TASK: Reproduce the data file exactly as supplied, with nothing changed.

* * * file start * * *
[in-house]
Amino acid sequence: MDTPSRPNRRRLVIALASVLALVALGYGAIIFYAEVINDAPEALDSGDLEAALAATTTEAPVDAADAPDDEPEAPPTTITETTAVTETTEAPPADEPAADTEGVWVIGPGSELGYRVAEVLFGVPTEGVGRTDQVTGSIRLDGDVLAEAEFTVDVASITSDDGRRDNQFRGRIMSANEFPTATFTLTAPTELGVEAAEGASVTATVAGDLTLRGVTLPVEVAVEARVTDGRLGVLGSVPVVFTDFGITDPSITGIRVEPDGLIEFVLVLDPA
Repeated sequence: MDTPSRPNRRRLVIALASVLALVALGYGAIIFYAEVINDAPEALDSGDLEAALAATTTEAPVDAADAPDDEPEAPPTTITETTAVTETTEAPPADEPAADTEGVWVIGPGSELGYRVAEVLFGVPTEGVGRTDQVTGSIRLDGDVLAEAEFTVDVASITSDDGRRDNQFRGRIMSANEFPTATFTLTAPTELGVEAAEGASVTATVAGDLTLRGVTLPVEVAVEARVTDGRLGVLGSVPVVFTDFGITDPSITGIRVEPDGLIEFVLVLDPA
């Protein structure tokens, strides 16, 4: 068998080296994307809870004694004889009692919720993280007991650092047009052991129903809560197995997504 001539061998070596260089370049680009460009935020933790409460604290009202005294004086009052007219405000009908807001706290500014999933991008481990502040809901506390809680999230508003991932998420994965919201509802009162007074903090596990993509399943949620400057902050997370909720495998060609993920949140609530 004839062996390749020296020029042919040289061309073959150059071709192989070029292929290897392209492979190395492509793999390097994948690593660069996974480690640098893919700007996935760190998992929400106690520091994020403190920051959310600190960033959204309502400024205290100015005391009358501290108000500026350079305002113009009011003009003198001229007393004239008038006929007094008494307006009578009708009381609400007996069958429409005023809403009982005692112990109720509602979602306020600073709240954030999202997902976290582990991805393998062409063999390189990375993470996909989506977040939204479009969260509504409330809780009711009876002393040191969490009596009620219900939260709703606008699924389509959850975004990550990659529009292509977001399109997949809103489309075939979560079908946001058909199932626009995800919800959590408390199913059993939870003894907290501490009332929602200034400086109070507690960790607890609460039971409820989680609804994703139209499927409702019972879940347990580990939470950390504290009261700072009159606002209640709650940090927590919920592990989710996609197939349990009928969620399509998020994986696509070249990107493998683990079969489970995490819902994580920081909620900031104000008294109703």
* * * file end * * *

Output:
[in-house]
Amino acid sequence: MDTPSRPNRRRLVIALASVLALVALGYGAIIFYAEVINDAPEALDSGDLEAALAATTTEAPVDAADAPDDEPEAPPTTITETTAVTETTEAPPADEPAADTEGVWVIGPGSELGYRVAEVLFGVPTEGVGRTDQVTGSIRLDGDVLAEAEFTVDVASITSDDGRRDNQFRGRIMSANEFPTATFTLTAPTELGVEAAEGASVTATVAGDLTLRGVTLPVEVAVEARVTDGRLGVLGSVPVVFTDFGITDPSITGIRVEPDGLIEFVLVLDPA
Repeated sequence: MDTPSRPNRRRLVIALASVLALVALGYGAIIFYAEVINDAPEALDSGDLEAALAATTTEAPVDAADAPDDEPEAPPTTITETTAVTETTEAPPADEPAADTEGVWVIGPGSELGYRVAEVLFGVPTEGVGRTDQVTGSIRLDGDVLAEAEFTVDVASITSDDGRRDNQFRGRIMSANEFPTATFTLTAPTELGVEAAEGASVTATVAGDLTLRGVTLPVEVAVEARVTDGRLGVLGSVPVVFTDFGITDPSITGIRVEPDGLIEFVLVLDPA
């Protein structure tokens, strides 16, 4: 068998080296994307809870004694004889009692919720993280007991650092047009052991129903809560197995997504 001539061998070596260089370049680009460009935020933790409460604290009202005294004086009052007219405000009908807001706290500014999933991008481990502040809901506390809680999230508003991932998420994965919201509802009162007074903090596990993509399943949620400057902050997370909720495998060609993920949140609530 004839062996390749020296020029042919040289061309073959150059071709192989070029292929290897392209492979190395492509793999390097994948690593660069996974480690640098893919700007996935760190998992929400106690520091994020403190920051959310600190960033959204309502400024205290100015005391009358501290108000500026350079305002113009009011003009003198001229007393004239008038006929007094008494307006009578009708009381609400007996069958429409005023809403009982005692112990109720509602979602306020600073709240954030999202997902976290582990991805393998062409063999390189990375993470996909989506977040939204479009969260509504409330809780009711009876002393040191969490009596009620219900939260709703606008699924389509959850975004990550990659529009292509977001399109997949809103489309075939979560079908946001058909199932626009995800919800959590408390199913059993939870003894907290501490009332929602200034400086109070507690960790607890609460039971409820989680609804994703139209499927409702019972879940347990580990939470950390504290009261700072009159606002209640709650940090927590919920592990989710996609197939349990009928969620399509998020994986696509070249990107493998683990079969489970995490819902994580920081909620900031104000008294109703």